The things we say and do and can make a difference when someone is depressed. Here are some things that help.
It takes patience, courage, and practice.
The first thing to do:
It's not easy to find a good therapist or the right fit. You can help someone by getting recommendations of a good therapist. When you help find a recommendation, you are a lifeline. Ask your friends for recommendations. Check with your healthcare provider, naturopath, acupuncturist, or massage therapist. They will usually know someone.
You can even help set up the first appointment or stand with them when they make the first phone call.
It takes courage to go to that first appointment.
Note when their appointment is and bring some care.
Call them, check in and ask how the appointment went. Ask if they made another appointment.
It is important to ask if your loved one is feeling suicidal. Ask. Get immediate help if they say yes. Stay with them. Do not leave them alone.
Lend them your faith:
People who are depressed can get exhausted by the fight and as we know, they may give up. Bring lots of faith. The faith that they will recover, remind them of the better days. Loan them your faith when they run out of it. Tell them they will heal.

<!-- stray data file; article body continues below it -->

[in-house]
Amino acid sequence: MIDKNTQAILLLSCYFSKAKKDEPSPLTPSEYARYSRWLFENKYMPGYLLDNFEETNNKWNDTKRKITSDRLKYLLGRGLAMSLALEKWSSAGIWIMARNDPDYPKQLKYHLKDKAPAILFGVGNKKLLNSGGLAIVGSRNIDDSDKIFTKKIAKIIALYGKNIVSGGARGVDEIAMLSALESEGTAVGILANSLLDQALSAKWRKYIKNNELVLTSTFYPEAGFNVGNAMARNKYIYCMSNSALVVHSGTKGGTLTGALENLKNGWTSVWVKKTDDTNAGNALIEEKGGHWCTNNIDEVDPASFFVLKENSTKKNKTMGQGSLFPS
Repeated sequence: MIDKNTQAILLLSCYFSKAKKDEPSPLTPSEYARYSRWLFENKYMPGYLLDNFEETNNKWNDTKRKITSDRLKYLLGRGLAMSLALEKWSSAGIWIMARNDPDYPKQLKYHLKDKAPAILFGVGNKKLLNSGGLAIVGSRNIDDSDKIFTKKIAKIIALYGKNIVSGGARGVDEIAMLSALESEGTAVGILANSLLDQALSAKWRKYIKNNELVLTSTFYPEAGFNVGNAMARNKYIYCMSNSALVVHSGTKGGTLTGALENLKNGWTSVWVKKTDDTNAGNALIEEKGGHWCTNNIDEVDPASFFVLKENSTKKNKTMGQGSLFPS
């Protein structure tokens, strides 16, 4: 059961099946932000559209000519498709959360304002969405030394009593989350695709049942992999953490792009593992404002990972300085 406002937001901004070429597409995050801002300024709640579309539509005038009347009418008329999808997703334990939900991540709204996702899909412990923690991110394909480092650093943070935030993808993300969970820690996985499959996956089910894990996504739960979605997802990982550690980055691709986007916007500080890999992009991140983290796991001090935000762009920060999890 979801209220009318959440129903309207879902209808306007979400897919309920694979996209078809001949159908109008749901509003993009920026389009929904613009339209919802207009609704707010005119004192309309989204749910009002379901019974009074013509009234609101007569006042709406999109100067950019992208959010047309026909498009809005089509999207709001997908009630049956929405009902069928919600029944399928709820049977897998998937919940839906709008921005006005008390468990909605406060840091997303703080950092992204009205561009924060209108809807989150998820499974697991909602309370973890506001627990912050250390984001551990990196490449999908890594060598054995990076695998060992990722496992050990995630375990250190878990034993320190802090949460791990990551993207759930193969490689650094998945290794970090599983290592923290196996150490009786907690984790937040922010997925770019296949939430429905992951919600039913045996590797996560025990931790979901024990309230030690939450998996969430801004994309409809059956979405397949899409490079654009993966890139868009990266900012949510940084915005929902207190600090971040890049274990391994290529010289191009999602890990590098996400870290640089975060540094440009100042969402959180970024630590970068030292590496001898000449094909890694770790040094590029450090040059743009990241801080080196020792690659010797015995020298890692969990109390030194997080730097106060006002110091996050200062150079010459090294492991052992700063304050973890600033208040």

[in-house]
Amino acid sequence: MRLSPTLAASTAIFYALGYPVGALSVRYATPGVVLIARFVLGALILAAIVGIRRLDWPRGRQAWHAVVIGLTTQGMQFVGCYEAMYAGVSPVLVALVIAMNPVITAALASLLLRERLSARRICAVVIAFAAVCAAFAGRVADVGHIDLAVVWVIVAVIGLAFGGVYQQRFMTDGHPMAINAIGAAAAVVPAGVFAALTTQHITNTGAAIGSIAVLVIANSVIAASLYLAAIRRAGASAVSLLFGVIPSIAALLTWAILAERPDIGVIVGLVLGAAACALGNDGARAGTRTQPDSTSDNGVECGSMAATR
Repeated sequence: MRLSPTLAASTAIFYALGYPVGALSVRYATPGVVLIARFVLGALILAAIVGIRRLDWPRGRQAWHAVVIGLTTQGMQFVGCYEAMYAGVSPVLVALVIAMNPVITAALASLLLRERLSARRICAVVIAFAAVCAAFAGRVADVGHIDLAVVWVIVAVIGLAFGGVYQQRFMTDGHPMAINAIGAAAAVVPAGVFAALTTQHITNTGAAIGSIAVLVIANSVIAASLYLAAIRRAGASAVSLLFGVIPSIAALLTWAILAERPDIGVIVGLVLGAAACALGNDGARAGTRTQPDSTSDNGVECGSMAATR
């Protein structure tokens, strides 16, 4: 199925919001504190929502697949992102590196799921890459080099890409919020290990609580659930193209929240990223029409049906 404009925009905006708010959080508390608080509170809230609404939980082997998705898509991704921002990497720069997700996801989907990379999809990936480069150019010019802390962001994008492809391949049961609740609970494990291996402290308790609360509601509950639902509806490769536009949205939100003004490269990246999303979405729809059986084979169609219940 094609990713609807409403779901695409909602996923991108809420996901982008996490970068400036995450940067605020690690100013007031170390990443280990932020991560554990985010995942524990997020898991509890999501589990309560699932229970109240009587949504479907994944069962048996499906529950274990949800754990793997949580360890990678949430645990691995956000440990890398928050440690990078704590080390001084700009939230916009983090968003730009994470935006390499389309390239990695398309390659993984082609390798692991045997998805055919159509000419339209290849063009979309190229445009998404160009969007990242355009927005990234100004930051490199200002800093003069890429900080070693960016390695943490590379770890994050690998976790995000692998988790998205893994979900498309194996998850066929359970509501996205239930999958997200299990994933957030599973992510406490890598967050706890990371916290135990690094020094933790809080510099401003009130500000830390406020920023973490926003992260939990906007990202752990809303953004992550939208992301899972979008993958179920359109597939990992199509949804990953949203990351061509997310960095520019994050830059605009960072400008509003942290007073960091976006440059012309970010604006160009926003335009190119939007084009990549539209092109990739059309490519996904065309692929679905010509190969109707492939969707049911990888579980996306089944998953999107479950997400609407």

Support the meds:
Never ever say, "meds don't work". Medication is sometimes essential. Be affirming and support people to take the medication. The medication can help them stabilize. Medication alone is not enough. If someone says they have stopped taking all their meds, be concerned. Remind them if you saw the medication helping. Be understanding that medication has side effects.
Show up often:
Join them in doing the life affirming things that help people recover. Show up. Be a good friend. Hang out with them and get them to take a walk, go out in nature. Do meditation together. Go for a massage. Take a yoga class together. Be the soft shoulder.
Bring your strength:
Never be tired of their fight. It can be exhausting for them and exhausting to everyone supporting them, including you. In fact, there will be times when it is too much for you. Try not to withdraw. Try to bring others onto the team to support and care and help so you can take breaks.
We have all heard of people who were getting help, taking meds, had loving people around and still took their lives. It takes more than meds, more than therapy, it takes a whole lot to break through with someone to find a life worth living.
Often they need to make changes in their life to make it better. Try not to be reactive and think they are making a big mistake. It takes so much courage to take the steps to make the changes. Be supportive of them taking those steps.
For those who have lost a loved one to suicide, the burden of "what could we have done differently" weighs so heavy. Your love and understanding will be needed. They did everything they could.